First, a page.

Love & Hatred vv.43-48
The love of enemies is the ethical bottomline of the Sermon on The Mount. It seems impossible – as does being “perfect” in v. 48. Mind you, to love your enemy is possible, in that love is essentially volitional. On the other hand, to like your enemy is virtually impossible because “like” is solely emotional. To love is to do. To like is to feel. Love is unconditional. Like has conditions.
Jesus calls on us to “pray for” our enemies. This is hard to do. Indeed an ancient preacher named Chrystotom called prayer for our enemies, “the very highest summit of self-control”. But it can be done. To love is a choice, and we can choose to add value by prayer and/or deeds directed to the betterment even of those “evil” ones who “persecute” us. The embattled Coptic Christians of Egypt have modeled this in the early twenty-first century in their response to violent persecution by so-called Islamic State terrorists. In their case love is expressed via forgiveness. What spiritual maturity!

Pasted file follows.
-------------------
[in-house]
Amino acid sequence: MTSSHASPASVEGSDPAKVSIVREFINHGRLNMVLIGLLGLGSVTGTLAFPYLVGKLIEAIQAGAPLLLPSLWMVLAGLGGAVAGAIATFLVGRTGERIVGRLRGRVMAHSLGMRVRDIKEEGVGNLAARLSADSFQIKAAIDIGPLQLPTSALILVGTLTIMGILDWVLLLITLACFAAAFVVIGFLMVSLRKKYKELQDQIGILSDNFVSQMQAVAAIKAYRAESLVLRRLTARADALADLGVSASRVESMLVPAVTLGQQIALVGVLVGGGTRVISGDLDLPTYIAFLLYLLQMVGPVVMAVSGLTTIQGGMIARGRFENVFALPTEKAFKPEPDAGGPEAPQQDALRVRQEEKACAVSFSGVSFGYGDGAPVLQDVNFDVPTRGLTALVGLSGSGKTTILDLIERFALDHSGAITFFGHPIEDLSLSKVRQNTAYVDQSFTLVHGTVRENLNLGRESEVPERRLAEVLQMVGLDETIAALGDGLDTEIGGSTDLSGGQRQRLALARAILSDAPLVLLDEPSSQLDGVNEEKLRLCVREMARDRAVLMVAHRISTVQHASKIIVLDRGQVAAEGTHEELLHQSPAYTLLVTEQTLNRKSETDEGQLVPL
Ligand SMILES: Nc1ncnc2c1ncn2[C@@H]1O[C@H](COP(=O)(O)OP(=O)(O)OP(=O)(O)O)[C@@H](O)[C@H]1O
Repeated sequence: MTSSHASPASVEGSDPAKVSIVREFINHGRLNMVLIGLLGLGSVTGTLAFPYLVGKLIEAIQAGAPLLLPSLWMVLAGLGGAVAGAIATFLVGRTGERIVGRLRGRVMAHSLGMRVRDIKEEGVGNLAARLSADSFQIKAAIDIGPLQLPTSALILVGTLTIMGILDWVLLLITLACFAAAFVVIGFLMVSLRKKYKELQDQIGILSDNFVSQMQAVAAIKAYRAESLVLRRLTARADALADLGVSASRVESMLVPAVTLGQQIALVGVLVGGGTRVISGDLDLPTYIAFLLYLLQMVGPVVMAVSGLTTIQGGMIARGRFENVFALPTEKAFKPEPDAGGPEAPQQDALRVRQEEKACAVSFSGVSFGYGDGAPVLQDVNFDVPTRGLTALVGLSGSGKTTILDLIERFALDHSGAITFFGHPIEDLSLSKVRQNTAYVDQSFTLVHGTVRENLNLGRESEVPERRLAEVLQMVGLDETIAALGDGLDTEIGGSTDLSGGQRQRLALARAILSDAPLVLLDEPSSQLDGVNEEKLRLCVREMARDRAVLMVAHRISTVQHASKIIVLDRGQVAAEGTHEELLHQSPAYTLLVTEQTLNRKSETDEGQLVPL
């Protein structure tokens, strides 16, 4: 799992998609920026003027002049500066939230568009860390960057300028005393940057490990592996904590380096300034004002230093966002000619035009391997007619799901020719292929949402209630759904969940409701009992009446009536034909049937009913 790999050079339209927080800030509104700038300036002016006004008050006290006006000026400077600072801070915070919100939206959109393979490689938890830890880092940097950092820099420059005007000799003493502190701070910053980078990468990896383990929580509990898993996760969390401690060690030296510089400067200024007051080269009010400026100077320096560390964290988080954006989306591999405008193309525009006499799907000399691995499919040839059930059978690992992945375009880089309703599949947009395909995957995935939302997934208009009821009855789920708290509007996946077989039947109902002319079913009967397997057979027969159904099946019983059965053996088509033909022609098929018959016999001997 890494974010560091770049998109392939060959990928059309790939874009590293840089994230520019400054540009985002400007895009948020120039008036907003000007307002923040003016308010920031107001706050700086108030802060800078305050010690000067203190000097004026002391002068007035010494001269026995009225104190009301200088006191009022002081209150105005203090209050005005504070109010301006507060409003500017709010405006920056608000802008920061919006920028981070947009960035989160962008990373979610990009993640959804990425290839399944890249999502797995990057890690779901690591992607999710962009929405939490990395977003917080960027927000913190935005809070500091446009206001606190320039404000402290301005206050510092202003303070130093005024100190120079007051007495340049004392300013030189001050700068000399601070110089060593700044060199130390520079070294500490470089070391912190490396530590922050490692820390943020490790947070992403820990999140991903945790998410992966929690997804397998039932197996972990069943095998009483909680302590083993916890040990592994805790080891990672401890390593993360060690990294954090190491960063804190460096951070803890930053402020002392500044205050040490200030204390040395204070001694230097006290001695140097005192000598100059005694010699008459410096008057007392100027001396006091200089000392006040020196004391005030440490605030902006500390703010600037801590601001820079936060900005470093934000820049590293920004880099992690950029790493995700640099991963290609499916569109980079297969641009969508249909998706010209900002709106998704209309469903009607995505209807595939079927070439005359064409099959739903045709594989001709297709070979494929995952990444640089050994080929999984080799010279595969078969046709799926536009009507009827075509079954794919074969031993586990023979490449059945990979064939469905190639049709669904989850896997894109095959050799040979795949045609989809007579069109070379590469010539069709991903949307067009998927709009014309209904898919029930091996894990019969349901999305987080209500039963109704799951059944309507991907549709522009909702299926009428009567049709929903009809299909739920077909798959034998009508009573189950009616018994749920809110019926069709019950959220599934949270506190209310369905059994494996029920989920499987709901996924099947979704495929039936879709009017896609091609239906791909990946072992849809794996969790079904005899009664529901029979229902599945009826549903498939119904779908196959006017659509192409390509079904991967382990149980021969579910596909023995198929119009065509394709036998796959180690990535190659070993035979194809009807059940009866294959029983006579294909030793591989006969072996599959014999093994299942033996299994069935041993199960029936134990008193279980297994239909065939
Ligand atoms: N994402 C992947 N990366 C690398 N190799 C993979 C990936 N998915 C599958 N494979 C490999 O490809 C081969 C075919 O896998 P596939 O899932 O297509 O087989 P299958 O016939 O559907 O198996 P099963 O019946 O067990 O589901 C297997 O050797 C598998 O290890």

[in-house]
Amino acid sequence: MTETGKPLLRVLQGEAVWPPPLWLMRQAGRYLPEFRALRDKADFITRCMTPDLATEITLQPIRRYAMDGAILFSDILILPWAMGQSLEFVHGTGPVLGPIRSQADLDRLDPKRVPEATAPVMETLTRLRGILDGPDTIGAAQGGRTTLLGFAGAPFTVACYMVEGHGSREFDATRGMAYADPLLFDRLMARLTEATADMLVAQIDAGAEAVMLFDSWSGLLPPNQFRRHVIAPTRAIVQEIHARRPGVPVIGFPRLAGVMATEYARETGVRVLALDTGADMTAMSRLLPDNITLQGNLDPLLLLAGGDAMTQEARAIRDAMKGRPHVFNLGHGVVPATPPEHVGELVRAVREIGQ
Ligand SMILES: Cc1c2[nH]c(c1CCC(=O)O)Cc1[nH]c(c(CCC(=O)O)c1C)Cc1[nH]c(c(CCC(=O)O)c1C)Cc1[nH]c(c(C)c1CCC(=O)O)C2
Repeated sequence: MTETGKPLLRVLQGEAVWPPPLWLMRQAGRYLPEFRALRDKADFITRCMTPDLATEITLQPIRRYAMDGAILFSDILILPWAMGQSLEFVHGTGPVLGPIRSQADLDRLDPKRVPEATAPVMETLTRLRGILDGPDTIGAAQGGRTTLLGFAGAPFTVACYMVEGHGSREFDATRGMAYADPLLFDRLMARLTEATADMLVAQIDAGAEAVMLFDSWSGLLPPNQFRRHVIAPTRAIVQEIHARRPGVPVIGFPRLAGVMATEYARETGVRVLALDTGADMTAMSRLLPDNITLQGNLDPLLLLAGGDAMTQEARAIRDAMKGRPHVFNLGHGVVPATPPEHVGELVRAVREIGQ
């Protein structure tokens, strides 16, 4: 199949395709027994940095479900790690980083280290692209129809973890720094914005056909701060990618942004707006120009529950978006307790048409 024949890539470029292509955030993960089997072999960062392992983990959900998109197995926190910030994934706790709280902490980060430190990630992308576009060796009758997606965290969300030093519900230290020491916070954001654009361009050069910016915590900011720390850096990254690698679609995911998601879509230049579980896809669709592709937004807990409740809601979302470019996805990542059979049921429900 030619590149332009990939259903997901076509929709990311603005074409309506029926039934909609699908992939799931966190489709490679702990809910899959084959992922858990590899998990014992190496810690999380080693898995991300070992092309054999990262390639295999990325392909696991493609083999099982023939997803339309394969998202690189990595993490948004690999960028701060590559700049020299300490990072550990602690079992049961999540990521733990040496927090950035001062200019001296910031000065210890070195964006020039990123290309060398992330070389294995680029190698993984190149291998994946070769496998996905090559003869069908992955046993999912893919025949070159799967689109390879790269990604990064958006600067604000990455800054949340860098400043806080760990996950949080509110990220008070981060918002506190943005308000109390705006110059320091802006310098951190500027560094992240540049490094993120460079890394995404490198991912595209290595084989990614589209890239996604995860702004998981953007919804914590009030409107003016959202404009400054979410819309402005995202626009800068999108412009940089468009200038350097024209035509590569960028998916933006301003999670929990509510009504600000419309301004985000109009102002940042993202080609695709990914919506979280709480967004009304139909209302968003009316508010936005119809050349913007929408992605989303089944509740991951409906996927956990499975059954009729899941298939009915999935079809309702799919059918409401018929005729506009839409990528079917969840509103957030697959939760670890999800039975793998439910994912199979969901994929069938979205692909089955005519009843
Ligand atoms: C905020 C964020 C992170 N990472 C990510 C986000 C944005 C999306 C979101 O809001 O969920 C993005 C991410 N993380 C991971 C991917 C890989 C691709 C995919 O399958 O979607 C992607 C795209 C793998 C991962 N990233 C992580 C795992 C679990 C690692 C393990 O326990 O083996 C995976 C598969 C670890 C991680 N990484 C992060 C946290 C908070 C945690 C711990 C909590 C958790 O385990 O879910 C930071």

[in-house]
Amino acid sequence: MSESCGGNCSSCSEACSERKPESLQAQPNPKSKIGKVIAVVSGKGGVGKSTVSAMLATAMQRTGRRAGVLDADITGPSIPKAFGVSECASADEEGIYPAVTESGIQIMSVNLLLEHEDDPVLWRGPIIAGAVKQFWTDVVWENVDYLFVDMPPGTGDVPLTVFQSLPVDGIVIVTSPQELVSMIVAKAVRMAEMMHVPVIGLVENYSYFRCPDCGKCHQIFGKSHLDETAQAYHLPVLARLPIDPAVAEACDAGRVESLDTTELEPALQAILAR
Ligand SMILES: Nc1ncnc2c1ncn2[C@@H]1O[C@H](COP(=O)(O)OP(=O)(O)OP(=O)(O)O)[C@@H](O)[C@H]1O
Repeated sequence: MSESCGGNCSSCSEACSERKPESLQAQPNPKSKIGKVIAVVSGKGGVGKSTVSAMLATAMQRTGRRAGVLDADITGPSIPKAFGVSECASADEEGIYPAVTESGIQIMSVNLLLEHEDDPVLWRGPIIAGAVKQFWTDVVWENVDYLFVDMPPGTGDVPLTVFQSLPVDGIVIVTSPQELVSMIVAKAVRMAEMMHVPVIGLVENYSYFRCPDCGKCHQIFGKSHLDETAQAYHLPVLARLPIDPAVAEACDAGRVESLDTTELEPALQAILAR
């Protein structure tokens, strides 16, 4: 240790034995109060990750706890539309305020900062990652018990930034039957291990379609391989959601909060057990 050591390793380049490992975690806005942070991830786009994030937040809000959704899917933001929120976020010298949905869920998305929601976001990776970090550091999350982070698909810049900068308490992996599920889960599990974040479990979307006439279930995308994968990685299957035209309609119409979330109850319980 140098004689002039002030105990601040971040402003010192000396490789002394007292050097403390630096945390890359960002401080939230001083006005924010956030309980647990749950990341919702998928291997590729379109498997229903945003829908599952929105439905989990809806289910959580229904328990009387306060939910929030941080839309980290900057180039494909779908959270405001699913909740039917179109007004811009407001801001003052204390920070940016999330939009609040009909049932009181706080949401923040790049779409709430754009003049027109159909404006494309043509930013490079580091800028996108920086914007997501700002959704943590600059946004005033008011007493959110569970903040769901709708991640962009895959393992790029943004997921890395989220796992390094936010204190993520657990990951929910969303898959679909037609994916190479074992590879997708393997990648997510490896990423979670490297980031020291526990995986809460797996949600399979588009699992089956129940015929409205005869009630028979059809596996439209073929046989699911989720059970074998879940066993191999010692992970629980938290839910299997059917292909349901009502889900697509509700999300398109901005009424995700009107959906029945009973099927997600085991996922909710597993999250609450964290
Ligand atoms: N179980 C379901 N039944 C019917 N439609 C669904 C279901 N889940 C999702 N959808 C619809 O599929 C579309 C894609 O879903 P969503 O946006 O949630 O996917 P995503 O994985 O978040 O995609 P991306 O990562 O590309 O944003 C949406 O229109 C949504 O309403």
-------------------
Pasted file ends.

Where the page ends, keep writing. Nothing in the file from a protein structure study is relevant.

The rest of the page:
This is what “perfect” in v. 48 refers to – maturity. The Greek word used is “teleios” which means “functional” or “mature”, no loose ends. A man is “teleios” if he fulfills the purpose for which he was created. We can never attain to the moral or spiritual perfection of our Creator, but we can, like him, fully function as He intended us to do from the beginning. Any “perfection” assigned to us of the moral and spiritual kind will be solely “Christ in us, the hope of glory.” But, just as Christ died for us “while we were yet enemies” so too we can “die” for our neighbour, be he friend or enemy. This is “teleios”.